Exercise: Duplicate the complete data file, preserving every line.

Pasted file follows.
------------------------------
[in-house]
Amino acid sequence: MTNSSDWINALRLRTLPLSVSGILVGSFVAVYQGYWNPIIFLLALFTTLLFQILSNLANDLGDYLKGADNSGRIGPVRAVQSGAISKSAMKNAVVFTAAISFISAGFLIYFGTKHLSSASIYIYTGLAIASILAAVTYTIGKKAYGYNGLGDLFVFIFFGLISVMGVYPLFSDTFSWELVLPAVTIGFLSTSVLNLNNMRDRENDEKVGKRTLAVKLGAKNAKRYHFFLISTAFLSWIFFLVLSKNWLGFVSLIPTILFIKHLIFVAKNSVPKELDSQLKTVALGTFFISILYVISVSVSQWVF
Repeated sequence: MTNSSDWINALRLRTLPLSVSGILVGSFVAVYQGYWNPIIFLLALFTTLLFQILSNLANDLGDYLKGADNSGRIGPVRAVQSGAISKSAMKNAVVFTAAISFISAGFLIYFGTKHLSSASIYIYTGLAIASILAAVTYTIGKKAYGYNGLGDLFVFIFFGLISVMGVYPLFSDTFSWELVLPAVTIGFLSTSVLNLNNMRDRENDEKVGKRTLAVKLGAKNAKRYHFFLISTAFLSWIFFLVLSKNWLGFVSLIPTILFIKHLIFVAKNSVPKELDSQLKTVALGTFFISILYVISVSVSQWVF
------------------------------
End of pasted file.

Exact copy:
[in-house]
Amino acid sequence: MTNSSDWINALRLRTLPLSVSGILVGSFVAVYQGYWNPIIFLLALFTTLLFQILSNLANDLGDYLKGADNSGRIGPVRAVQSGAISKSAMKNAVVFTAAISFISAGFLIYFGTKHLSSASIYIYTGLAIASILAAVTYTIGKKAYGYNGLGDLFVFIFFGLISVMGVYPLFSDTFSWELVLPAVTIGFLSTSVLNLNNMRDRENDEKVGKRTLAVKLGAKNAKRYHFFLISTAFLSWIFFLVLSKNWLGFVSLIPTILFIKHLIFVAKNSVPKELDSQLKTVALGTFFISILYVISVSVSQWVF
Repeated sequence: MTNSSDWINALRLRTLPLSVSGILVGSFVAVYQGYWNPIIFLLALFTTLLFQILSNLANDLGDYLKGADNSGRIGPVRAVQSGAISKSAMKNAVVFTAAISFISAGFLIYFGTKHLSSASIYIYTGLAIASILAAVTYTIGKKAYGYNGLGDLFVFIFFGLISVMGVYPLFSDTFSWELVLPAVTIGFLSTSVLNLNNMRDRENDEKVGKRTLAVKLGAKNAKRYHFFLISTAFLSWIFFLVLSKNWLGFVSLIPTILFIKHLIFVAKNSVPKELDSQLKTVALGTFFISILYVISVSVSQWVF